A great post on SQL Server naming conventions, including why you want to create one, who should use them, why they are important, and how they should be used. This post by Aaron Bertrand provides some great material that should get your ideas flowing on what your naming convention should look like.
Since I know some of you like to minimize reading and scrolling, I’ll sum up my counter-points to the post:
- In SQL Server, identifiers do not need to be all lower case to avoid quoted identifiers, and hence snake case is unnecessary, too. Snake case also introduces issues for some of Sehrope’s other conventions.
- A table is a set of things, and therefore should be named plural rather than singular – even if, sometimes, a table might only have one row.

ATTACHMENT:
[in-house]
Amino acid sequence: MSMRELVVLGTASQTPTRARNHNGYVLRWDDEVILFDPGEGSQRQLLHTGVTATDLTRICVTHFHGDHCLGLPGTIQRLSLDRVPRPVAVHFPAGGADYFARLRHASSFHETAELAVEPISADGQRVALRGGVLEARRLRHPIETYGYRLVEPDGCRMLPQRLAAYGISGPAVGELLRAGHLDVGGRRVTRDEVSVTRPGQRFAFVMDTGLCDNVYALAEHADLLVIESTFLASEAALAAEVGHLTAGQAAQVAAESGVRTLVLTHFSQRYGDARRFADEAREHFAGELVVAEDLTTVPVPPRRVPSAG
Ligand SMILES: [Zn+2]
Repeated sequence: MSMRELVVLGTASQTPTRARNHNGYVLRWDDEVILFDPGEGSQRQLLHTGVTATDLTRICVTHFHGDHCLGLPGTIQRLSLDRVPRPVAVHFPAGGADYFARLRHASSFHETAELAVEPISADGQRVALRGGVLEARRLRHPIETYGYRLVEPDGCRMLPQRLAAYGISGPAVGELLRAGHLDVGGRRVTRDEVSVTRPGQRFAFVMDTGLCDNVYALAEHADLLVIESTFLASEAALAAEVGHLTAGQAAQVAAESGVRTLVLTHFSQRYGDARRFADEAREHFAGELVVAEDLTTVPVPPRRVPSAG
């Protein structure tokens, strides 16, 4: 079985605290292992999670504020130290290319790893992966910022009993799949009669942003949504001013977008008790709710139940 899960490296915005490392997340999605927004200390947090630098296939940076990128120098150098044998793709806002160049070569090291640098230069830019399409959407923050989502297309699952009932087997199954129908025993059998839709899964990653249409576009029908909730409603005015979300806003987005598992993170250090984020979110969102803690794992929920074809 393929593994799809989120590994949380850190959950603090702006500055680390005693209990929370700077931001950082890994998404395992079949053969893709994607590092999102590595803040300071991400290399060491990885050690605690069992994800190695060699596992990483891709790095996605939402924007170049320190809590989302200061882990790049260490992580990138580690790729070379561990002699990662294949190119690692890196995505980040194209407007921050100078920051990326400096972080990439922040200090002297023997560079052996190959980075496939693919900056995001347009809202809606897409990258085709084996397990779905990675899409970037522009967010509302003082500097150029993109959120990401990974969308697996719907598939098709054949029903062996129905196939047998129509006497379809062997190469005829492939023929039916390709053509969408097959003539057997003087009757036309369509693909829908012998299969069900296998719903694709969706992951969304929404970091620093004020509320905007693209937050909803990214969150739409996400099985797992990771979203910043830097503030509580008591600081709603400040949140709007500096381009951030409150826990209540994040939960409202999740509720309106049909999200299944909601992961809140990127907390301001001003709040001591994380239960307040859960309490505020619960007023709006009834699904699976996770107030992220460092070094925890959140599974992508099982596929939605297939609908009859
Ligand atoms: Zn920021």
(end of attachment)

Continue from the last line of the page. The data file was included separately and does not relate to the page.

- Single-column keys should not be named
id– if it’s a
CustomerID, it should be called
CustomerIDalways, not most of the time.
- It’s not practical or necessary to always include both table names, all column names, and the type of constraint in a foreign key constraint name.
- It’s not practical or necessary to always include the table name and the type of constraint in a check constraint name.
- Some of Sehrope’s points conflict with each other, such as the use of namespace prefixes.
Read on for more details. I would have commented on the page directly, but it’s an older post, I’m not sure if comments are moderated properly, and I am certain I would exceed the max length of a comment anyway.